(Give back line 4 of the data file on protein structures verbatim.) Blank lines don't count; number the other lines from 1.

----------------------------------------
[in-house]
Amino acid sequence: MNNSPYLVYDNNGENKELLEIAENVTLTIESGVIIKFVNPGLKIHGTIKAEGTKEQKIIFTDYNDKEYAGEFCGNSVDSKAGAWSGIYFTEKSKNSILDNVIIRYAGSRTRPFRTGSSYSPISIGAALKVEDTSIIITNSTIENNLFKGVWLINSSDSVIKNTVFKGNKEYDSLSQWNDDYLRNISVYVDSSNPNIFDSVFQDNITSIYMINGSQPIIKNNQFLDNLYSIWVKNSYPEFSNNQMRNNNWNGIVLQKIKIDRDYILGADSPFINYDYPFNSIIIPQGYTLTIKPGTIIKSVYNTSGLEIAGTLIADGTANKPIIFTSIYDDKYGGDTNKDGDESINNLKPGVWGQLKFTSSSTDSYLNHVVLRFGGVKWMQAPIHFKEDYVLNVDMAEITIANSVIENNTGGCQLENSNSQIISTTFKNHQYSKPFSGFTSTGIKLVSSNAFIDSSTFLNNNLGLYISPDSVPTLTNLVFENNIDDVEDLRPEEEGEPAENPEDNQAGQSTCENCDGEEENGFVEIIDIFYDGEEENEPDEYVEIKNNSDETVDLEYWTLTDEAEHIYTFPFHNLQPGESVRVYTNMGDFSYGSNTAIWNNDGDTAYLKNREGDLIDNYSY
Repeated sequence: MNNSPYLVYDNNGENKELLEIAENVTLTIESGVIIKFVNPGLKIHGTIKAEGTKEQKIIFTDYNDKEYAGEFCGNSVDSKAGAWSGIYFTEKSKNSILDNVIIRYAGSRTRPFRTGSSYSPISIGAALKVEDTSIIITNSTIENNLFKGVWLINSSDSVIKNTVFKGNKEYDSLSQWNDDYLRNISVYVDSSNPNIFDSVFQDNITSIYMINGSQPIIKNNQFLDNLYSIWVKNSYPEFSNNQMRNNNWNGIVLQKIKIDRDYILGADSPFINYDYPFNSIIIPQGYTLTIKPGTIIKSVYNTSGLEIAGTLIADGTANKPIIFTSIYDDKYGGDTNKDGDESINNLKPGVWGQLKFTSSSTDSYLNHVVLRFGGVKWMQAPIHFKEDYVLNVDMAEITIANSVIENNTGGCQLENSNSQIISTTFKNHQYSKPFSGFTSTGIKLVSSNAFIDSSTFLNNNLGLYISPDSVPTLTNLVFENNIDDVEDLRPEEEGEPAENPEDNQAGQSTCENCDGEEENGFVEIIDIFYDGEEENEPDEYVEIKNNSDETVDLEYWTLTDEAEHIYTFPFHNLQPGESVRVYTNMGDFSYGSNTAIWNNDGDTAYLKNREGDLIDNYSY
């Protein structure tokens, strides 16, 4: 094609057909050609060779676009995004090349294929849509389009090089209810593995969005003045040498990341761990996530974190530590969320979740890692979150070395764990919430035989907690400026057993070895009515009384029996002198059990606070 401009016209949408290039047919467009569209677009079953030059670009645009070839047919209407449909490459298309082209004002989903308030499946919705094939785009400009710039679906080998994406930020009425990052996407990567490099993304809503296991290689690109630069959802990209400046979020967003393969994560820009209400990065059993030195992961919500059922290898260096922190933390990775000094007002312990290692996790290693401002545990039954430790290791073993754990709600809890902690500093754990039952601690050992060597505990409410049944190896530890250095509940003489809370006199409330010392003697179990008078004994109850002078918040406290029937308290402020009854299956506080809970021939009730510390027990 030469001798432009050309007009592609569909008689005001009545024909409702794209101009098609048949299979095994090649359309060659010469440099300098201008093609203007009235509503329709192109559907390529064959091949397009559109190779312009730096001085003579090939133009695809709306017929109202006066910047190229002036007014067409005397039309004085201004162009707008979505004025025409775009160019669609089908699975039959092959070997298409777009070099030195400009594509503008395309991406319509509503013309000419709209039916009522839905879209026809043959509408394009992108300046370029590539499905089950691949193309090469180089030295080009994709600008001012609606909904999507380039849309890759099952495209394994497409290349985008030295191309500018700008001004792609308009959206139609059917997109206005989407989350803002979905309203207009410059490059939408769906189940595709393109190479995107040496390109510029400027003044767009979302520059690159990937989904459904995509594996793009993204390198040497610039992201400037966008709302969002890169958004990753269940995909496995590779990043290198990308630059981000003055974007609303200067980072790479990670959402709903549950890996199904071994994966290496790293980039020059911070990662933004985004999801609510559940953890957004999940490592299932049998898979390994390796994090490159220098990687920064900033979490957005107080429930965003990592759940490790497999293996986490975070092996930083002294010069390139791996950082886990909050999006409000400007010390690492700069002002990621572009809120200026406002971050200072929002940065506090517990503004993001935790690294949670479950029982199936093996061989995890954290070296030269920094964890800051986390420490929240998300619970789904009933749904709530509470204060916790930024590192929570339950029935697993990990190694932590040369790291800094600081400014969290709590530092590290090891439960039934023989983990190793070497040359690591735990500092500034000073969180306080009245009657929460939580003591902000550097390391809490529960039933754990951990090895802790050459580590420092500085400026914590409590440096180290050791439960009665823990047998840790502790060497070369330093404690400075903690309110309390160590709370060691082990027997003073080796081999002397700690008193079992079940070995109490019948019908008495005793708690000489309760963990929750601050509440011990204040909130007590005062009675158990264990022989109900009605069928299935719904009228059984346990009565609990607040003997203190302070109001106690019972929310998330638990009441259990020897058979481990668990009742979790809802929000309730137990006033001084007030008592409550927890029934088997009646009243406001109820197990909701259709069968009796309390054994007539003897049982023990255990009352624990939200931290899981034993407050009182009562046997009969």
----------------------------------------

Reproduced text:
């Protein structure tokens, strides 16, 4: 094609057909050609060779676009995004090349294929849509389009090089209810593995969005003045040498990341761990996530974190530590969320979740890692979150070395764990919430035989907690400026057993070895009515009384029996002198059990606070 401009016209949408290039047919467009569209677009079953030059670009645009070839047919209407449909490459298309082209004002989903308030499946919705094939785009400009710039679906080998994406930020009425990052996407990567490099993304809503296991290689690109630069959802990209400046979020967003393969994560820009209400990065059993030195992961919500059922290898260096922190933390990775000094007002312990290692996790290693401002545990039954430790290791073993754990709600809890902690500093754990039952601690050992060597505990409410049944190896530890250095509940003489809370006199409330010392003697179990008078004994109850002078918040406290029937308290402020009854299956506080809970021939009730510390027990 030469001798432009050309007009592609569909008689005001009545024909409702794209101009098609048949299979095994090649359309060659010469440099300098201008093609203007009235509503329709192109559907390529064959091949397009559109190779312009730096001085003579090939133009695809709306017929109202006066910047190229002036007014067409005397039309004085201004162009707008979505004025025409775009160019669609089908699975039959092959070997298409777009070099030195400009594509503008395309991406319509509503013309000419709209039916009522839905879209026809043959509408394009992108300046370029590539499905089950691949193309090469180089030295080009994709600008001012609606909904999507380039849309890759099952495209394994497409290349985008030295191309500018700008001004792609308009959206139609059917997109206005989407989350803002979905309203207009410059490059939408769906189940595709393109190479995107040496390109510029400027003044767009979302520059690159990937989904459904995509594996793009993204390198040497610039992201400037966008709302969002890169958004990753269940995909496995590779990043290198990308630059981000003055974007609303200067980072790479990670959402709903549950890996199904071994994966290496790293980039020059911070990662933004985004999801609510559940953890957004999940490592299932049998898979390994390796994090490159220098990687920064900033979490957005107080429930965003990592759940490790497999293996986490975070092996930083002294010069390139791996950082886990909050999006409000400007010390690492700069002002990621572009809120200026406002971050200072929002940065506090517990503004993001935790690294949670479950029982199936093996061989995890954290070296030269920094964890800051986390420490929240998300619970789904009933749904709530509470204060916790930024590192929570339950029935697993990990190694932590040369790291800094600081400014969290709590530092590290090891439960039934023989983990190793070497040359690591735990500092500034000073969180306080009245009657929460939580003591902000550097390391809490529960039933754990951990090895802790050459580590420092500085400026914590409590440096180290050791439960009665823990047998840790502790060497070369330093404690400075903690309110309390160590709370060691082990027997003073080796081999002397700690008193079992079940070995109490019948019908008495005793708690000489309760963990929750601050509440011990204040909130007590005062009675158990264990022989109900009605069928299935719904009228059984346990009565609990607040003997203190302070109001106690019972929310998330638990009441259990020897058979481990668990009742979790809802929000309730137990006033001084007030008592409550927890029934088997009646009243406001109820197990909701259709069968009796309390054994007539003897049982023990255990009352624990939200931290899981034993407050009182009562046997009969």